Brands Lean Into The Distributed World Of Esports

One of the hottest trends in content in recent years has been the rise of esports. Young consumers flock by the hundreds of thousands to platforms like Twitch and YouTube to watch their favorite players play games like “Fortnite” and “League of Legends,” games that fans themselves will play too.

With a young, engaged audience, esports presents a new opportunity for advertisers and marketers looking for the next generation of sports fans. The relatively nascent genre also brings pitfalls and risks, however. Teams, platforms and measurement companies are seeking to professionalize, giving marketers more opportunities and more data to better integrate their brands into esports content and to provide a better return on investment. 

Still, esports can remain a tough sell, with content distributed across video and social platforms, and uncertainty from marketers over how to best enter the fray.



Two companies looking to help bridge the gap between marketers and the world of esports are the sports sponsorship valuation company GumGum Sports and the esports audience monetization platform FanAI.

GumGum Sports analyzes both video content and content distributed through social graphs to determine the value of a sponsorship. For example, an advertiser may sponsor an esports team, but the players may play on their own time on Twitch as well, and post videos to Instagram.

“Sponsorships will cover the streamers or players being on Twitch every day, or the events they play at, or social media activity they go do,” GumGum Sports GM Brian Kim tells Video Insider. Ultimately, their software identifies logos, content, teams and other data points to put a value on the content in the ecosystem.

FanAI, meanwhile, tries to identify who is watching the content, with traditional demographic identifiers, of course, but also income, education-level, or even specific purchases that have been made, thanks to a partnership with MasterCard.

“A non-endemic brand, or a brand tiptoeing into this space -- they want to know what is their sponsorship worth, but at the end of the day they also want to know what is the ROI,” FanAI CEO Johannes Waldstein says. “Is this driving sales to brick and mortar if they have brick and mortar? Or is it driving sales to mobile and web, and being able to see at least a certain portion of that attribution and spend?”

In fact, despite the smaller audience, esports has some advantages for marketers over traditional sports. For starters, because esports was born on the web, it has a rich trove of data to work with.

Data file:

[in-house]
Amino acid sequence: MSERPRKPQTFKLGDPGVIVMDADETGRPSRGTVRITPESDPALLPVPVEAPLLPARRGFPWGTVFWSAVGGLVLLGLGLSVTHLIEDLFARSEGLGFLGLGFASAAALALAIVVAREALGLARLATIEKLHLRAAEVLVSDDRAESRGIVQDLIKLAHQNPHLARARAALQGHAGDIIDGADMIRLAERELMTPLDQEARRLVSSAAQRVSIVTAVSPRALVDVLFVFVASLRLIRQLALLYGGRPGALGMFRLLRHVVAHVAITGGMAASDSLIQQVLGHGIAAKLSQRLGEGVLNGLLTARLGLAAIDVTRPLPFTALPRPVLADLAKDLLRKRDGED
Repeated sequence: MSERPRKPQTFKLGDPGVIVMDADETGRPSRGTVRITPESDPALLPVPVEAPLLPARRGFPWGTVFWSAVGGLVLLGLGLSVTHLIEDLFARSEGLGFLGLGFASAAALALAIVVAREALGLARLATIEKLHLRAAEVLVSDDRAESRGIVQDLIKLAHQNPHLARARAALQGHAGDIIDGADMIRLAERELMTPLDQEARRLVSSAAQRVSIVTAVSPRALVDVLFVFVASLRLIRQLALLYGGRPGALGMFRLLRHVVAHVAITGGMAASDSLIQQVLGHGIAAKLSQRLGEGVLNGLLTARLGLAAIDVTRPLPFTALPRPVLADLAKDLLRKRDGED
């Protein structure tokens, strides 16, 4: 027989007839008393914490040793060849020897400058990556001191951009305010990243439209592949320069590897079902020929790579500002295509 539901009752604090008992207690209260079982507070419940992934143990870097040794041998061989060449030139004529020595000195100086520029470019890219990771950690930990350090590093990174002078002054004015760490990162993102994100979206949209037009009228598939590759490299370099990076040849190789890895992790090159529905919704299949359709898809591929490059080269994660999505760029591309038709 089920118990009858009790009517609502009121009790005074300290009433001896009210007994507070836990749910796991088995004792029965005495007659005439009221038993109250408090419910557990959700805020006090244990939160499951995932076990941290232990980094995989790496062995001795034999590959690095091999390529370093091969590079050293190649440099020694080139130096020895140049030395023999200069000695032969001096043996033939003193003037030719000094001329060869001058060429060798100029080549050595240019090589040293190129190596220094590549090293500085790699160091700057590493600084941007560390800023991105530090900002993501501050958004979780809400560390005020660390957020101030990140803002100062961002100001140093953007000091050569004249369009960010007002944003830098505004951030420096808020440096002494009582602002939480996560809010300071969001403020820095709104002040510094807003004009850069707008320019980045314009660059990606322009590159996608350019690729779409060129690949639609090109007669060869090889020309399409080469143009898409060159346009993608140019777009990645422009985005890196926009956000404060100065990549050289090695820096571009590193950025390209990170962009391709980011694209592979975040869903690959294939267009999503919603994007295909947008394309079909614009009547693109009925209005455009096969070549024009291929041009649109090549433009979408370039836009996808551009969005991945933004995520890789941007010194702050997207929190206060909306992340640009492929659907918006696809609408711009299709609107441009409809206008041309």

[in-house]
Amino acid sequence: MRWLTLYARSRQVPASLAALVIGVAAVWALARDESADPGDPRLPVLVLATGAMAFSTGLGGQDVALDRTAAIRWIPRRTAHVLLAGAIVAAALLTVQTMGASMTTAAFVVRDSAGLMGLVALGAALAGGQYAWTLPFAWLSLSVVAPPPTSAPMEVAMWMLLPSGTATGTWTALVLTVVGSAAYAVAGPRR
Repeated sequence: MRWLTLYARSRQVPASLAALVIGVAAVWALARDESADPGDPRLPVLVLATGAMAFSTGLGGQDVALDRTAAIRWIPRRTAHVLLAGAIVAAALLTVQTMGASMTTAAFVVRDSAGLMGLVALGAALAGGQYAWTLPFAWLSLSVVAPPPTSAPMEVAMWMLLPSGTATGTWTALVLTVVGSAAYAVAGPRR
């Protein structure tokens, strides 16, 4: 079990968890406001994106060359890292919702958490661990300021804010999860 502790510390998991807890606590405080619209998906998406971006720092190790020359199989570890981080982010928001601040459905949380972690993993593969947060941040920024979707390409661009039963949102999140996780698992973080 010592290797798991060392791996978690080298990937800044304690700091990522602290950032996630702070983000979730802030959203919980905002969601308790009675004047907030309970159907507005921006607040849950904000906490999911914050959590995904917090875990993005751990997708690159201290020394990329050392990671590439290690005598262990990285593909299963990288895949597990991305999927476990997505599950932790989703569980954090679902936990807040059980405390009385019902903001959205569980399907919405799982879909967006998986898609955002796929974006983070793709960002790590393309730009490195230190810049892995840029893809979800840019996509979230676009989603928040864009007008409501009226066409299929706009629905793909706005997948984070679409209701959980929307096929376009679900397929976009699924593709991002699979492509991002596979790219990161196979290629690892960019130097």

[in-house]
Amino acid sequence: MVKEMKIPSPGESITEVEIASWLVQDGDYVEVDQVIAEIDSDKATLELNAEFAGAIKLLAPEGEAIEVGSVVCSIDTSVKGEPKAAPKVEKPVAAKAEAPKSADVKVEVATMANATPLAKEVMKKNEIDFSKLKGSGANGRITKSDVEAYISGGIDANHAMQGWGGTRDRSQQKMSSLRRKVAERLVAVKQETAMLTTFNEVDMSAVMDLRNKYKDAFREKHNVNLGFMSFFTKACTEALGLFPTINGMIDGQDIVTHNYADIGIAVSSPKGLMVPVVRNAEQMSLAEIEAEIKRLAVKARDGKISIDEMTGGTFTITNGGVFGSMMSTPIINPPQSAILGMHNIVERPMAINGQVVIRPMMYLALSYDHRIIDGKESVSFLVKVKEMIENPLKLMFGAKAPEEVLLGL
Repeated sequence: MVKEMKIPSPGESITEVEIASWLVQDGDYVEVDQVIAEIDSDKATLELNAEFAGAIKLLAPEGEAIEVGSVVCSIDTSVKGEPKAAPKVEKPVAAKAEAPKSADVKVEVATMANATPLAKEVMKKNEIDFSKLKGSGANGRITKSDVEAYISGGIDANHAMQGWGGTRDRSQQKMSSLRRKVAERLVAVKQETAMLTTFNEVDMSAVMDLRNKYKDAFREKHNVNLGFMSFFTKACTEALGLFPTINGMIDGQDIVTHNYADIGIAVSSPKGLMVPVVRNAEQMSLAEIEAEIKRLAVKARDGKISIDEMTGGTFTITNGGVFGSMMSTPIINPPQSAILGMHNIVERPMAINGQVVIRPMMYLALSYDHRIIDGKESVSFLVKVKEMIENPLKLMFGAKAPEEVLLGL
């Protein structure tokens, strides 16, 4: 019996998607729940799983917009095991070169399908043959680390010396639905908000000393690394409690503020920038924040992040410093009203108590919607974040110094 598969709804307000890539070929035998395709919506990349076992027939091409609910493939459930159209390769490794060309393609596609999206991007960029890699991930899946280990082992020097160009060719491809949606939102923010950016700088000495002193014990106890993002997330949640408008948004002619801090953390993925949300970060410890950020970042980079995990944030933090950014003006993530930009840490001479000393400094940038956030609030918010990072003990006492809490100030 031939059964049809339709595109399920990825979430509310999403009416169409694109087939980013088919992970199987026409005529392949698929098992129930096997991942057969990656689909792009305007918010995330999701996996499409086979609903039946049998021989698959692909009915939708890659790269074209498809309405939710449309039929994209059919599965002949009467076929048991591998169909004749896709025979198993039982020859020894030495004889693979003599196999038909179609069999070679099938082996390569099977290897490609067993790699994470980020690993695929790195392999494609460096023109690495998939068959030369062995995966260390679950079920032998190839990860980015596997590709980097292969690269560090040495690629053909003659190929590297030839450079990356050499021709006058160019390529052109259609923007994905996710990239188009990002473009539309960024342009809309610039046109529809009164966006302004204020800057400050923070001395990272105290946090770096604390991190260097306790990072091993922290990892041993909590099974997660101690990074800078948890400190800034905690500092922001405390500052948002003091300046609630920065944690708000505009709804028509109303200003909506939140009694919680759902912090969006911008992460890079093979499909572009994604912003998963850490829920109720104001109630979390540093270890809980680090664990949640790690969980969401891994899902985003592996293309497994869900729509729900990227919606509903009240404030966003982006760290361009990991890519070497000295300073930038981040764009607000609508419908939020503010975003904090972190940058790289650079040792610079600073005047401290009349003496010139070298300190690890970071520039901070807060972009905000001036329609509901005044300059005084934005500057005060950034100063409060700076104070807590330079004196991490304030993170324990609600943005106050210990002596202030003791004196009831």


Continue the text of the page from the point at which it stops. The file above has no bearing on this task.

“What clients are looking for at the end of the day is real data," Kim says -- not data that is from a "subset extrapolation.” He adds that "the luxury that esports has is that it was engrained in that world to start with. A lot of the rich, granular information you can get was there from the start.”

“It will mature at a pace that is a lot faster than traditional sports,” he adds.

Likewise, while traditional sports stars are content to play their games and occasionally engage with fans as the league and teams allow, esports stars engage with their fans every day on social media and through Twitch and YouTube.

“Imagine being able to watch LeBron James practice 10 hours per day every day,” Waldstein says. “That is only available on esports -- you can have a roster of players and watch them in their element every single day, and interact with them on a daily basis.”

Not only that, but brands can be integrated into content produced by players, teams or leagues, in a way that would not feel natural in traditional sports.

“What is amazing about being a brand [in esports] is that you can create content with those players, with the team, with the league, with the publisher, and have the ability to reach a very engaged and large audience,” Waldstein says.

As today’s younger consumers continue to embrace esports, more and more marketers and programmers are taking note. MasterCard inked a major deal earlier this year with publisher Riot Games, while other brands like Turtle Wax and Red Bull have long spent a portion of their marketing budgets on the genre.

At the same time, companies like Disney and Turner have paid up for exclusive rights to some competitions, hoping to steal some viewership from the likes of Twitch and YouTube.

Just how big esports can get is a matter that is up for debate. Will these new sports supplant the traditional sports that dominate today’s media landscape? Probably not, but the level of support they currently have suggests that they could become a viable competitor to many of the smaller niche sports scattered across pay TV today.

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